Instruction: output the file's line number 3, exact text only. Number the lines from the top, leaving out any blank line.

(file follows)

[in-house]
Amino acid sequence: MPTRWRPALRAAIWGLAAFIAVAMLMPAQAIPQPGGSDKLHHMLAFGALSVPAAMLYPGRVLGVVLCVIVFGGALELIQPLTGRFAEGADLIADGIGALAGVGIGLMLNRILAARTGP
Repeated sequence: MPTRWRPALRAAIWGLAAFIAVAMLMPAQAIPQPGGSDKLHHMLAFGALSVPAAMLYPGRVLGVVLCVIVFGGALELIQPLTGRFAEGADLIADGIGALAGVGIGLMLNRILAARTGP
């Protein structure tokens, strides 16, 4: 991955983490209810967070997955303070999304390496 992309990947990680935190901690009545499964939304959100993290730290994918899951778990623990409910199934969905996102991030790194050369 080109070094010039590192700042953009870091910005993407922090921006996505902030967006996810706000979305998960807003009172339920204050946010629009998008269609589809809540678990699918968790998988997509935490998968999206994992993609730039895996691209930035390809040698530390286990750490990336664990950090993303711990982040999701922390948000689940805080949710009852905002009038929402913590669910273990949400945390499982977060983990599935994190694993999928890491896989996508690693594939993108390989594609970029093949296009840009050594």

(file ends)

Repeated sequence: MPTRWRPALRAAIWGLAAFIAVAMLMPAQAIPQPGGSDKLHHMLAFGALSVPAAMLYPGRVLGVVLCVIVFGGALELIQPLTGRFAEGADLIADGIGALAGVGIGLMLNRILAARTGP